Suárez and one of his company's tuna boats. Suárez and one of his company's tuna boats.

Damn the trade woes: Grupomar to invest

New sardine plant in Ensenada, expanded facilities in Manzanillo

Uncertainties over trade and forecasts of lower investment and domestic consumption notwithstanding, the Mexican conglomerate Grupomar plans to invest close to 1 billion pesos, about US $49 million, on expanding existing plants and building a new one.

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Grupomar, or Grupo Marítimo Industrial, will invest close to 500 million pesos on a new sardine canning plant in Ensenada, Baja California, along with an industrial freezer and new boats.

The other half-billion pesos will be used to expand the firm’s shipyard and its frozen products and packaging factories in Manzanillo, Colima.

Grupomar’s CEO told Forbes México in an interview that it was important to remain optimistic despite United States President Donald Trump’s promise to renegotiate its trade agreement with Mexico.

“This should encourage Mexico to come together and do things a little bit better. One should not put all one’s eggs in one basket . . . this will make the market more diversified,” said Antonio Suárez Gutiérrez.

The investments will create between 400 and 500 jobs, he said.

Grupomar has investments in port services and fishing and food companies, including the tuna brand Atún Tuny, which has had to deal with trade barriers in both United States and European markets. “For that reason, we’ve had to open all kinds of markets elsewhere in the world, because the two largest ones are semi-closed,” said Suárez.

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“These pressures have helped us in creating a great domestic market.”

Close to 15% of the firm’s tuna production is exported, while the remainder has helped it secure 33% of the market at home.

After receiving a Halal certification, which indicates the product is prepared according to Islamic law, Atún Tuny will be able to diversify its export markets and sell in Turkey, Saudi Arabia and Iran starting this summer.

The Tuny brand currently has a presence in Costa Rica, Nicaragua, El Salvador, Guatemala, Canada, Cuba and the Dominican Republic.

A weak peso has forced the company to raise the prices of some of its products by 15%.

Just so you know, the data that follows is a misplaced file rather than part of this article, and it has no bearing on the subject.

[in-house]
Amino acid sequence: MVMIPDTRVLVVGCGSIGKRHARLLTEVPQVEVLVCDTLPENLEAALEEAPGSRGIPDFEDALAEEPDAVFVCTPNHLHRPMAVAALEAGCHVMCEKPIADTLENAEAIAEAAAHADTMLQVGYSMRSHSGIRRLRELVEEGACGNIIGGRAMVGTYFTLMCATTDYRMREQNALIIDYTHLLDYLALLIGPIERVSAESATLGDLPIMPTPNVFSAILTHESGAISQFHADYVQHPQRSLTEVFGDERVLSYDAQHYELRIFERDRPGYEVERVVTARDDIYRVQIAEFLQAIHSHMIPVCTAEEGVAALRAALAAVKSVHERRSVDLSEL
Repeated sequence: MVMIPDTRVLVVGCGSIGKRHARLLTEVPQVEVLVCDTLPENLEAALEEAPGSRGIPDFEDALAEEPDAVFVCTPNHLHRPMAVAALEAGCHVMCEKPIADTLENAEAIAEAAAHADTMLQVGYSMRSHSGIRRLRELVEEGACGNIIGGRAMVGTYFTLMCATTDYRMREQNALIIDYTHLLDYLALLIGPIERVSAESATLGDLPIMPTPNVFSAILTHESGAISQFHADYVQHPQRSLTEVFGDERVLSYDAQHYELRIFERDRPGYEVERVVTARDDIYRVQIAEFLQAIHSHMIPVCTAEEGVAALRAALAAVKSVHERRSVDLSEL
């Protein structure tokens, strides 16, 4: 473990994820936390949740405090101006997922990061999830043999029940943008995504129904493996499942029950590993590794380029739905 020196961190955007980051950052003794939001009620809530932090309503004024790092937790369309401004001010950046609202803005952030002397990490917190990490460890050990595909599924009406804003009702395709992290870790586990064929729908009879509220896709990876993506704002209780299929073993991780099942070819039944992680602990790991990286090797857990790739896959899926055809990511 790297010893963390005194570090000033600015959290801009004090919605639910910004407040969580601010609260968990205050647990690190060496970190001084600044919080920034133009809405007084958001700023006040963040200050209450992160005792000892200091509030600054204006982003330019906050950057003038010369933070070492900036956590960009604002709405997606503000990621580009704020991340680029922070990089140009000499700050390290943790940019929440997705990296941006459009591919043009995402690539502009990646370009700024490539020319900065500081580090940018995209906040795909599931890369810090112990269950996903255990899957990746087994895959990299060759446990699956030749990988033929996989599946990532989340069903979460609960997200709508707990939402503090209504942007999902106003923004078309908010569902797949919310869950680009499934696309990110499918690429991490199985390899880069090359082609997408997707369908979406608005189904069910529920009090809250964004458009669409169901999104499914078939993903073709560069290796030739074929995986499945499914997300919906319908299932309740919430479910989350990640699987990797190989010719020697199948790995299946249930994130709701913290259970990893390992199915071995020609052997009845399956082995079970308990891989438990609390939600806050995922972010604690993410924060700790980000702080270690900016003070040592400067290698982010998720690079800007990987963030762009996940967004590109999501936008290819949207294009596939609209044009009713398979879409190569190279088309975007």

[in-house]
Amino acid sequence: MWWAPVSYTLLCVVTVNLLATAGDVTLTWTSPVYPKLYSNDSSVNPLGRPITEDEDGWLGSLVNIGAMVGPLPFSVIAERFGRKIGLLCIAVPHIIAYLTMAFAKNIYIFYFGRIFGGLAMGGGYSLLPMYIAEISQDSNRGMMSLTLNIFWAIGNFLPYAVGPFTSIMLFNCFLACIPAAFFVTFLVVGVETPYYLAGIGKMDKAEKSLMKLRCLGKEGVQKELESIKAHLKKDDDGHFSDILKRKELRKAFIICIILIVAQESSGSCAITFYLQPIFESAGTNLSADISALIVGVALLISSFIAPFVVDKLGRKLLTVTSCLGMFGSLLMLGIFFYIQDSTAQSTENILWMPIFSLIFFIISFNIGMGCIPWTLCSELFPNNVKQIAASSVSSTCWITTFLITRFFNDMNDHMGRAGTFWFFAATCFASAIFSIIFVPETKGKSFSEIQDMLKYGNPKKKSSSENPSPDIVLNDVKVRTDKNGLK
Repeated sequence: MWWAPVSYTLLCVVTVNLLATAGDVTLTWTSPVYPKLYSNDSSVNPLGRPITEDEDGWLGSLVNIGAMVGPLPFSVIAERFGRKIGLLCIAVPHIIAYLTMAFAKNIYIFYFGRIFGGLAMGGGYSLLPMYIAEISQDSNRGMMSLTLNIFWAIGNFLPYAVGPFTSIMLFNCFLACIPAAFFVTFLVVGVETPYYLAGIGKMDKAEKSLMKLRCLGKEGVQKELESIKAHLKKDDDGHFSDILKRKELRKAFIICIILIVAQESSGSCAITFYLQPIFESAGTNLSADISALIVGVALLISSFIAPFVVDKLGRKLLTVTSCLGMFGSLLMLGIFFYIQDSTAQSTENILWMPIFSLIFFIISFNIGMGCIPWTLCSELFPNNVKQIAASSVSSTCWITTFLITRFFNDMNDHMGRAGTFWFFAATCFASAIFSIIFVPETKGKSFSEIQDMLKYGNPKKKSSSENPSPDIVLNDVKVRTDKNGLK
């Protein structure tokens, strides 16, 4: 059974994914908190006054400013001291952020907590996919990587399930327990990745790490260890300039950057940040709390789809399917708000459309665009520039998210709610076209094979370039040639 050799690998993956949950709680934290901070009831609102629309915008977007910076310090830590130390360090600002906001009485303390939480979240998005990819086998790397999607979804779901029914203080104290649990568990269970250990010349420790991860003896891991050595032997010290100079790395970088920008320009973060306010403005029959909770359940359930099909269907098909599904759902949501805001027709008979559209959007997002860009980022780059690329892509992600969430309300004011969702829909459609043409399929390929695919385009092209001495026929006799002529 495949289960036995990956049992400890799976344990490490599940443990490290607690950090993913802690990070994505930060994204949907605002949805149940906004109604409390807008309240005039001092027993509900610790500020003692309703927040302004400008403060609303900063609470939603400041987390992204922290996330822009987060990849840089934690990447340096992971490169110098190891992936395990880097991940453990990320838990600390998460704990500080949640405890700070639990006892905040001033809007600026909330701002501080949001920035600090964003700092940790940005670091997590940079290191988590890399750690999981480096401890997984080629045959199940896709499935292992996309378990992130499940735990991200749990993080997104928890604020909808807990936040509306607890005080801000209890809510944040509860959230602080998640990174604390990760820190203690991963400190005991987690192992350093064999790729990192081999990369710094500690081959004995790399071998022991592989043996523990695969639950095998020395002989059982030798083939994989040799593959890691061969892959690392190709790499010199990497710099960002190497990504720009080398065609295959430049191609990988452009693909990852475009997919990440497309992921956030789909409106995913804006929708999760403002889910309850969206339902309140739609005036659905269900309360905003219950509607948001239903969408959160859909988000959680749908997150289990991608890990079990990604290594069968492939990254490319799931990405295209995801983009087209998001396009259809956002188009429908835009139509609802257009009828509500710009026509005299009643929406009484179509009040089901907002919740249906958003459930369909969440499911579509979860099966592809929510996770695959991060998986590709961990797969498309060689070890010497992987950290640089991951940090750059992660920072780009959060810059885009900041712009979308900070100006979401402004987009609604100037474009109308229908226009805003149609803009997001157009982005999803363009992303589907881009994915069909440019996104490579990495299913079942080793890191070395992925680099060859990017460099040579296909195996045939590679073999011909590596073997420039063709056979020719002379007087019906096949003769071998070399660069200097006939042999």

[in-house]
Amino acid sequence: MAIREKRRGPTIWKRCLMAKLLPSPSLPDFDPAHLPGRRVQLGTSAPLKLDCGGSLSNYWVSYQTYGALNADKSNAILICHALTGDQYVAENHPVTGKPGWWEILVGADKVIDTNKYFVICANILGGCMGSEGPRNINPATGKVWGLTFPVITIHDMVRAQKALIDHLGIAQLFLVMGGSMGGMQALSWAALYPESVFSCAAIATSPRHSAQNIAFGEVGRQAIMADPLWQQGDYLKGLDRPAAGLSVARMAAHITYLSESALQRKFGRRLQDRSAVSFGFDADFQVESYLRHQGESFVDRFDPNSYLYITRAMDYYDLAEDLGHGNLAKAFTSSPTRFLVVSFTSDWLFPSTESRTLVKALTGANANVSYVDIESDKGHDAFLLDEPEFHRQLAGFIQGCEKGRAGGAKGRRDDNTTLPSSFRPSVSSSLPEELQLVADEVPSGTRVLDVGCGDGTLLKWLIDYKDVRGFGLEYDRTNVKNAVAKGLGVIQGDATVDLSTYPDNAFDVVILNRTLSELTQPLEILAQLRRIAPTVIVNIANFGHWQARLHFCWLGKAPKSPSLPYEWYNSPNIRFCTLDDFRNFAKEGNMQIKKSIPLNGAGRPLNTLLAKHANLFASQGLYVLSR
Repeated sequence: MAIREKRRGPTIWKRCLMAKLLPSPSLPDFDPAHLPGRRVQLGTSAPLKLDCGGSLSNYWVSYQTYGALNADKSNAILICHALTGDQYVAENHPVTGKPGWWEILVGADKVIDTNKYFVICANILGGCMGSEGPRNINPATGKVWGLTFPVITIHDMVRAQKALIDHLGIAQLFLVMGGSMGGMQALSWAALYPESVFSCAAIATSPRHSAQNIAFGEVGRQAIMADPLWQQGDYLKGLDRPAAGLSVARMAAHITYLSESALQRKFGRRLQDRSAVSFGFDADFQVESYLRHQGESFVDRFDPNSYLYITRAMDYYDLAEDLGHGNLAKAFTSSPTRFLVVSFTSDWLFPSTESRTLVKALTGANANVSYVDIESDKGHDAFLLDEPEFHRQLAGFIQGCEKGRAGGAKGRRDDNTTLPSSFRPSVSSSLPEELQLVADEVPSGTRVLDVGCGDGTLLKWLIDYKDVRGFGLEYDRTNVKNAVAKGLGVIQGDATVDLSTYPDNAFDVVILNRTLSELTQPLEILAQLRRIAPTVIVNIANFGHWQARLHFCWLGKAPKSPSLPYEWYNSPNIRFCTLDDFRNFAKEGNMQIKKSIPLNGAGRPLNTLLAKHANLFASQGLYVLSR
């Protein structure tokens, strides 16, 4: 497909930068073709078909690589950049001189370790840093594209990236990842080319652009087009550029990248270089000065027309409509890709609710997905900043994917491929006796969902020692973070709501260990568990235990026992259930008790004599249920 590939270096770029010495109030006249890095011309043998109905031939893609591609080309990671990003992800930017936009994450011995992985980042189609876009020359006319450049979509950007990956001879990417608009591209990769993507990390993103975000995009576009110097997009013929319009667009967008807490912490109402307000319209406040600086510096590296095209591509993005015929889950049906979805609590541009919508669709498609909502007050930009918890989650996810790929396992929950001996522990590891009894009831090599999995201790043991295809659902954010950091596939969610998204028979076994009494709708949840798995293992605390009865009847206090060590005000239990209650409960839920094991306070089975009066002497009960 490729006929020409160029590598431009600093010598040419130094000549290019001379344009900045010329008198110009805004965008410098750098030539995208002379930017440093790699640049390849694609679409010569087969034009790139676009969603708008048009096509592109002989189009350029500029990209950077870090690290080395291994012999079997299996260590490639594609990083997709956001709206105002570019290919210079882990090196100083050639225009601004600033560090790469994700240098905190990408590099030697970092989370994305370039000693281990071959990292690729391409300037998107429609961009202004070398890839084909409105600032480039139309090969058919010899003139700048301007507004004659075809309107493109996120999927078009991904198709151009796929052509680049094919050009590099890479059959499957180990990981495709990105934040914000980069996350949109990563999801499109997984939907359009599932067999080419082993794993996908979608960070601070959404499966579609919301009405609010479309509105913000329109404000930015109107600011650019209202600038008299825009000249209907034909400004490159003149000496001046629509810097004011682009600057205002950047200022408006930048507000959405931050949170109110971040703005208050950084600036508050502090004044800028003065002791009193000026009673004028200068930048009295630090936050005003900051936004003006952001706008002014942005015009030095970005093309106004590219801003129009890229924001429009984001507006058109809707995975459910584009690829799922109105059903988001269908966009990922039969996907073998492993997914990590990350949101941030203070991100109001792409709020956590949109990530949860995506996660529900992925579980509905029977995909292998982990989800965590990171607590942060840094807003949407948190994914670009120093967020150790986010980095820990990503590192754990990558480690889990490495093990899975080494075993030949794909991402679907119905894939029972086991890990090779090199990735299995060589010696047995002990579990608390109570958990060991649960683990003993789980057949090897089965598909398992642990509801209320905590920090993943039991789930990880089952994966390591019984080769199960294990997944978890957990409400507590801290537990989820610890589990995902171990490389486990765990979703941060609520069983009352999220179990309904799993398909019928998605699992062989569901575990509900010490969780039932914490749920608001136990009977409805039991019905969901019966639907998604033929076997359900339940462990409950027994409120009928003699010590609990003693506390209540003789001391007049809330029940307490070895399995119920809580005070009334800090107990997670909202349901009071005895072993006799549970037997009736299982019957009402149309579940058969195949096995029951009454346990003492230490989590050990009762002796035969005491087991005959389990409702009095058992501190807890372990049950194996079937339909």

“We’re going through a difficult moment, we’ve got the pressure exerted by Trump and the serious devaluation of the peso . . . what I fear most is greater inflation than expected, and if we fall into an inflationary spiral the country’s economy will suffer,” Suárez said.

Source: Forbes México (sp)

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  • cooncats

    “This should encourage Mexico to come together and do things a little bit better. One should not put all one’s eggs in one basket . . . this will make the market more diversified,”

    Exactly. Stop being so beholden to the U.S. for jobs and money. Deal with the corruption and start creating jobs BY Mexicans and FOR Mexicans here IN Mexico. There’s only one reason Mexico isn’t doing better and it is called government. It is also time to stop letting a few hundred families own everything here and stifling prosperity for the rest of the country.

  • miabeach

    What trade woes? There was no trade woes in 1994 when NAFTA was being set up. Mexico was happy for once, Mexicans smiled when NAFTA was being set up. The Mexicans didn’t complain when NAFTA was being set up. The Mexican didn’t complain while 15 million American jobs were sent from the US to Mexico. Why are they complaining now? Why aren’t the Mexicans smiling today?

  • alance

    Stagnant salaries and ever increasing inflation scares the bejesus out of the average Mexican citizen.
    Who is to blame? President Trump or institutionalized corruption and business as usual?

    It is time to start thinking outside of the box.

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